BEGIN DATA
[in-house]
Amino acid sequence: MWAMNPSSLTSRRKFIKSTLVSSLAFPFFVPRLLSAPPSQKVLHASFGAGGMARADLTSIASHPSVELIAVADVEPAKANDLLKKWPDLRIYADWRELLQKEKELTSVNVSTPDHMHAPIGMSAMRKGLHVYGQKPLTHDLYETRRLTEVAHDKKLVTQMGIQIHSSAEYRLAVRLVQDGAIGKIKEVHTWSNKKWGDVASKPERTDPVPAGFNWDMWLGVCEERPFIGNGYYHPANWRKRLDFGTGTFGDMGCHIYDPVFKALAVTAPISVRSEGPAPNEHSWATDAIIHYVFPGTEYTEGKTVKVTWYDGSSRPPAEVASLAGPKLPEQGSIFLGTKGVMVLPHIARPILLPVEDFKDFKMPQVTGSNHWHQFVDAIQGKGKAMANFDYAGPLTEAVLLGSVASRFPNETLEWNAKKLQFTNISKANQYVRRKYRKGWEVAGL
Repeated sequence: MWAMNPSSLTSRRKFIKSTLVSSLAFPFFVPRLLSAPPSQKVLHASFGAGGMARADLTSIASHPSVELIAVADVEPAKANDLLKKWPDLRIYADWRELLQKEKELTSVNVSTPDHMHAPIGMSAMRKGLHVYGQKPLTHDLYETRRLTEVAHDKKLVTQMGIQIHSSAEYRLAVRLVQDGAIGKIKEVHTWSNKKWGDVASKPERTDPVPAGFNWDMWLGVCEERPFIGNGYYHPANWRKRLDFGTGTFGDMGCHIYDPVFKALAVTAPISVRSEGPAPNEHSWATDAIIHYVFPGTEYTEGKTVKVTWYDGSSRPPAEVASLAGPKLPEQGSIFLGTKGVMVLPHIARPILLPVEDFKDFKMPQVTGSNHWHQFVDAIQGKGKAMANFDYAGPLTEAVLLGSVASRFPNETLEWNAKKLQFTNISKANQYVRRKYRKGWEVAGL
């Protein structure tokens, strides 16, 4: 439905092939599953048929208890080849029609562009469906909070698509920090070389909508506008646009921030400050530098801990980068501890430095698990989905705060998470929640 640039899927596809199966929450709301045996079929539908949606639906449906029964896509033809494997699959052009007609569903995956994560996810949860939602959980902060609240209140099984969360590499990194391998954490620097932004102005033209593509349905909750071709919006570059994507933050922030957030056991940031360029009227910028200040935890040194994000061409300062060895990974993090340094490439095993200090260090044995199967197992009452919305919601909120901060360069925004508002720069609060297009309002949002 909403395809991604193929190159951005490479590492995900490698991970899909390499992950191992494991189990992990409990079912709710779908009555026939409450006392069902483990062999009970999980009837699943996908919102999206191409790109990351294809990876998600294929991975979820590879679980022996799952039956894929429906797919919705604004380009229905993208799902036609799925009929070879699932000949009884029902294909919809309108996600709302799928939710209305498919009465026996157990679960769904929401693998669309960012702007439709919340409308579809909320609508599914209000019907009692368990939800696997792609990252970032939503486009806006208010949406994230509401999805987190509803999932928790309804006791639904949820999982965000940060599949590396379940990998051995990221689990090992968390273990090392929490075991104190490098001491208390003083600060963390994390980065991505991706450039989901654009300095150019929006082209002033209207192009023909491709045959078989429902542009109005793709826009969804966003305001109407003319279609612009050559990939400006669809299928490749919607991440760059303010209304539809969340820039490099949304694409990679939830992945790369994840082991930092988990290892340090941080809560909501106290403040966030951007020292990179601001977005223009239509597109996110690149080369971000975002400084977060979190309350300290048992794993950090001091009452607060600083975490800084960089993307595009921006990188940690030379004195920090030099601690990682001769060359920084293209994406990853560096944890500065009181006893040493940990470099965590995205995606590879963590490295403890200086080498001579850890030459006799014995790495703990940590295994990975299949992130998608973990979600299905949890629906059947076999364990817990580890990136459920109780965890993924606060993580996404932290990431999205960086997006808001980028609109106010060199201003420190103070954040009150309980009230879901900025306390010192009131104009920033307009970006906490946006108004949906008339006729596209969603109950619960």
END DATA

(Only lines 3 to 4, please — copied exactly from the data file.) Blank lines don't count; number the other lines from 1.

Repeated sequence: MWAMNPSSLTSRRKFIKSTLVSSLAFPFFVPRLLSAPPSQKVLHASFGAGGMARADLTSIASHPSVELIAVADVEPAKANDLLKKWPDLRIYADWRELLQKEKELTSVNVSTPDHMHAPIGMSAMRKGLHVYGQKPLTHDLYETRRLTEVAHDKKLVTQMGIQIHSSAEYRLAVRLVQDGAIGKIKEVHTWSNKKWGDVASKPERTDPVPAGFNWDMWLGVCEERPFIGNGYYHPANWRKRLDFGTGTFGDMGCHIYDPVFKALAVTAPISVRSEGPAPNEHSWATDAIIHYVFPGTEYTEGKTVKVTWYDGSSRPPAEVASLAGPKLPEQGSIFLGTKGVMVLPHIARPILLPVEDFKDFKMPQVTGSNHWHQFVDAIQGKGKAMANFDYAGPLTEAVLLGSVASRFPNETLEWNAKKLQFTNISKANQYVRRKYRKGWEVAGL
């Protein structure tokens, strides 16, 4: 439905092939599953048929208890080849029609562009469906909070698509920090070389909508506008646009921030400050530098801990980068501890430095698990989905705060998470929640 640039899927596809199966929450709301045996079929539908949606639906449906029964896509033809494997699959052009007609569903995956994560996810949860939602959980902060609240209140099984969360590499990194391998954490620097932004102005033209593509349905909750071709919006570059994507933050922030957030056991940031360029009227910028200040935890040194994000061409300062060895990974993090340094490439095993200090260090044995199967197992009452919305919601909120901060360069925004508002720069609060297009309002949002 909403395809991604193929190159951005490479590492995900490698991970899909390499992950191992494991189990992990409990079912709710779908009555026939409450006392069902483990062999009970999980009837699943996908919102999206191409790109990351294809990876998600294929991975979820590879679980022996799952039956894929429906797919919705604004380009229905993208799902036609799925009929070879699932000949009884029902294909919809309108996600709302799928939710209305498919009465026996157990679960769904929401693998669309960012702007439709919340409308579809909320609508599914209000019907009692368990939800696997792609990252970032939503486009806006208010949406994230509401999805987190509803999932928790309804006791639904949820999982965000940060599949590396379940990998051995990221689990090992968390273990090392929490075991104190490098001491208390003083600060963390994390980065991505991706450039989901654009300095150019929006082209002033209207192009023909491709045959078989429902542009109005793709826009969804966003305001109407003319279609612009050559990939400006669809299928490749919607991440760059303010209304539809969340820039490099949304694409990679939830992945790369994840082991930092988990290892340090941080809560909501106290403040966030951007020292990179601001977005223009239509597109996110690149080369971000975002400084977060979190309350300290048992794993950090001091009452607060600083975490800084960089993307595009921006990188940690030379004195920090030099601690990682001769060359920084293209994406990853560096944890500065009181006893040493940990470099965590995205995606590879963590490295403890200086080498001579850890030459006799014995790495703990940590295994990975299949992130998608973990979600299905949890629906059947076999364990817990580890990136459920109780965890993924606060993580996404932290990431999205960086997006808001980028609109106010060199201003420190103070954040009150309980009230879901900025306390010192009131104009920033307009970006906490946006108004949906008339006729596209969603109950619960």